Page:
On April 25, 1980, the "Fantastic Four" made it known that they would be producing games for the Atari VCS with their new company, Activision. At first, there was little reaction from Atari. The company went on to announce four games: Boxing, Fishing Derby, Dragster, and Checkers. There was little fan-fare for Activision, and hardly anyone took notice.
More pressing for Atari was the emergence of some serious competition for the VCS. The Mattel Intellivision was test-marketed in 1979 and released wide in 1980. It sold 200,000 units, and was considered superior in some ways to the Atari VCS. However, it was competition that could have been avoided (or at least postponed) if Ray Kassar had respected Nolan Bushnell's SLI chip blocking strategy.
"When I sold the company to Warner and after I left, Ray Kassar looked at and said 'Bushnell is a real idiot, why does he have five different chip manufacturing projects going along?' He cancelled all but the best ones. One went to TI, one went to Bally, and one went to Mattel. All of a sudden, with the stroke of a pen, he generated three major competitors." cxxxiv
- Nolan Bushnell
This has always been a bit of a grey area. The hardware specs of the Mattel Intellivision certainly sounded very similar to a project called The Atari 3200. The 3200 was a system that was supposed to be a successor to the 2600, but development did not start until 1981.
"According to engineering logs, in 1981 Atari began work on a new video game console to replace the Atari 2600 Video Computer System. This new console during development took on many codenames: Sylvia, Super-Stella and also... PAM (with notes next to it saying 'Super-Stella: Multipurpose'. This new console was to be based on a new 10-bit processor and would have more memory, higher resolution graphics and improved sound while maintaining compatibility with all existing Atari 2600 console games." cxxxv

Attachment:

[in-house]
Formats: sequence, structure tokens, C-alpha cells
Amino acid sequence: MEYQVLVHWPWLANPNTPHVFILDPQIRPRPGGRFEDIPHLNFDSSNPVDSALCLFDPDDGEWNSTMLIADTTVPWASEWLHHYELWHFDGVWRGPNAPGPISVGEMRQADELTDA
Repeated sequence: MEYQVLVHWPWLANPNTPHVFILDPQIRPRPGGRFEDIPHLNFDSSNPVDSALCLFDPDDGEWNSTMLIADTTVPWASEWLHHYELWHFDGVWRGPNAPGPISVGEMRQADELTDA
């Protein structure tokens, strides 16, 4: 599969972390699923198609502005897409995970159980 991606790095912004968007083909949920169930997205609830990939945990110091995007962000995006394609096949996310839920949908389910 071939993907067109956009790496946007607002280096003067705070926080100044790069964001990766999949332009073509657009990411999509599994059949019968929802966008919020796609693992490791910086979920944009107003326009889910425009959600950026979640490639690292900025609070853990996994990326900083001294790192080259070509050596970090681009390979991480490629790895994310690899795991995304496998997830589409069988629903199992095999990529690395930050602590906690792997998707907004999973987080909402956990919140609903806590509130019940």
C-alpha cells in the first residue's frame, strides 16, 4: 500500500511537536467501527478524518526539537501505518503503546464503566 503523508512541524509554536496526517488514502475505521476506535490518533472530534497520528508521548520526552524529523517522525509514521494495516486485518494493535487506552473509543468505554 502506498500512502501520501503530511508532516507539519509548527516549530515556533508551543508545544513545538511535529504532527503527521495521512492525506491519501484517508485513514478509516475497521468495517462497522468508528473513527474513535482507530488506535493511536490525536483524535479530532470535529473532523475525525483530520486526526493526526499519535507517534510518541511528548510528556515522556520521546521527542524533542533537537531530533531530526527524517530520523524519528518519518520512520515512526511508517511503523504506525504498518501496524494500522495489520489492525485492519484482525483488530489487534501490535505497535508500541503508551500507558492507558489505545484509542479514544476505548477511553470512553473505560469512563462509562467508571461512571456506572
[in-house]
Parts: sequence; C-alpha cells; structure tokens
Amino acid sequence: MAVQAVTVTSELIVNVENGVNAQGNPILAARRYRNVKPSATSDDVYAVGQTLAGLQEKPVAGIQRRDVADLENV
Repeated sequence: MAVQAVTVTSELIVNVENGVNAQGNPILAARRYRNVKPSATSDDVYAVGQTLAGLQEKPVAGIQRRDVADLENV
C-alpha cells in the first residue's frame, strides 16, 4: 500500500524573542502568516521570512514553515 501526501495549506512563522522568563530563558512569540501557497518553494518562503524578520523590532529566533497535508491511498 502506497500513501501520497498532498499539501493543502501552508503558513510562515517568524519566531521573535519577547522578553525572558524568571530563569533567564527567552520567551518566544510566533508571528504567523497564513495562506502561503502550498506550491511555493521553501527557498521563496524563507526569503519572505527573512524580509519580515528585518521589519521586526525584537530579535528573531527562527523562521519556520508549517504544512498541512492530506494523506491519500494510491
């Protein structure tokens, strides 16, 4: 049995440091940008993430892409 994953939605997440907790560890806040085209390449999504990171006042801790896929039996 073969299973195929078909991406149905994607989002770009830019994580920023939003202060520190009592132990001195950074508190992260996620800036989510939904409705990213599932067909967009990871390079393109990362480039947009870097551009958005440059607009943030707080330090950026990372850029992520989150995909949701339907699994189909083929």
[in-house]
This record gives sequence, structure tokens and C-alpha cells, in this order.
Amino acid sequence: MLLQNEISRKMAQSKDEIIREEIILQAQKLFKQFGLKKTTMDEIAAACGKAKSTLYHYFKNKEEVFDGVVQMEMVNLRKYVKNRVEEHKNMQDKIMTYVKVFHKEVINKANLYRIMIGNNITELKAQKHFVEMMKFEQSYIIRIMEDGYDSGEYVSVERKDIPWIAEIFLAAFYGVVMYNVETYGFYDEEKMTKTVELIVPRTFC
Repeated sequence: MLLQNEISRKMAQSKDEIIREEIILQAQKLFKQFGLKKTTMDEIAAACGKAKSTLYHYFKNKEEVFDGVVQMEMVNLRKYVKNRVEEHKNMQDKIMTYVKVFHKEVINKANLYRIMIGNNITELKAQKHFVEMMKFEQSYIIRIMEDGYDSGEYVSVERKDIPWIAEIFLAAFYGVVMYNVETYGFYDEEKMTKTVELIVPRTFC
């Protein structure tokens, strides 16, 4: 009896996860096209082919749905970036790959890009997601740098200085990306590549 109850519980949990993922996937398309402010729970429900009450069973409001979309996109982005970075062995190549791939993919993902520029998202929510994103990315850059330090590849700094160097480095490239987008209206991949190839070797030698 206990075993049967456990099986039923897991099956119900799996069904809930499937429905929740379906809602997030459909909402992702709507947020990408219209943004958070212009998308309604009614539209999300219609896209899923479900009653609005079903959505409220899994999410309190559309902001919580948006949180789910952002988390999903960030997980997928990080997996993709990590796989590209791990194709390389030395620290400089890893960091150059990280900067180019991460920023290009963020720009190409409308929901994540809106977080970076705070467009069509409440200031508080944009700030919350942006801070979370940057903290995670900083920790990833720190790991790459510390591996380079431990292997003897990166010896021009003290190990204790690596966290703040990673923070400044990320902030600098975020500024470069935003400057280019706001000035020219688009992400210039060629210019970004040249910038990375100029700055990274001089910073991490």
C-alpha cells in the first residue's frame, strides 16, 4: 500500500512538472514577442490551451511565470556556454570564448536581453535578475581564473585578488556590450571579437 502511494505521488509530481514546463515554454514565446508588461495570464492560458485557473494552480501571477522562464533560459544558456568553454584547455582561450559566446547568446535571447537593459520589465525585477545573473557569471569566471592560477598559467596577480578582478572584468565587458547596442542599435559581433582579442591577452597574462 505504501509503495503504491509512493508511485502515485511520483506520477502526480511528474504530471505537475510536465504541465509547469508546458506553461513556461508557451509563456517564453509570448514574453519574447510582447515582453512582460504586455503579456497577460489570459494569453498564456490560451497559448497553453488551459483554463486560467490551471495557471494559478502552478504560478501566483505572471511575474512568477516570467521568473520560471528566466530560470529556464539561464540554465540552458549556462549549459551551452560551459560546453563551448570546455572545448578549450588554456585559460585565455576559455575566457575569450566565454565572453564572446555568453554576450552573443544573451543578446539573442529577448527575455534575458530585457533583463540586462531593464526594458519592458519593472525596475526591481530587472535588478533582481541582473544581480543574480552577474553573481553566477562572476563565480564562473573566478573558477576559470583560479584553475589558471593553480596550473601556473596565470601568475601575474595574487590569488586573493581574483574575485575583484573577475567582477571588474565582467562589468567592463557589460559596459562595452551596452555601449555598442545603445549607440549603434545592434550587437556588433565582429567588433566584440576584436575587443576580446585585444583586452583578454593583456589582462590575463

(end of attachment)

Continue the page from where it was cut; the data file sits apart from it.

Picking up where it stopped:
- Curt Vendel
However, this still does not preclude it being the same chip, as no matter when design started on the system, the chip could have been designed long before. The most striking similarity between the 3200 and the Intellivision was the inclusion of 10-bit internals, which were not common at a time when 8-bit was the norm.
The 3200 was never built and Atari moved onto other projects to succeed the 2600. However, if it is true it means that Ray Kassar's contempt for engineering and his misunderstanding Bushnell's blocking strategy led directly to the Atari VCS's fiercest competition in the early '80s.
By 1980 the Atari Electronics Division's future looked very bleak. Touch-Me was not success, and its new products in development looked questionable at best. Al Alcorn, Roger Hector and Harry Jenkins lead a team developing Cosmos, a standalone console that combined and LED screen with holographic images. The holograms looked cool, but were mere window-dressing. The real meat of the games were played out on the LEDs.
"..you played a tabletop game then a hologram appeared. They made you think the GAMES were going to be Holograms!" cxxxvi
- Bill Kunkel
Still, there was much public interest in Cosmos and the team was pushing toward a 1981 CES unveiling for the product.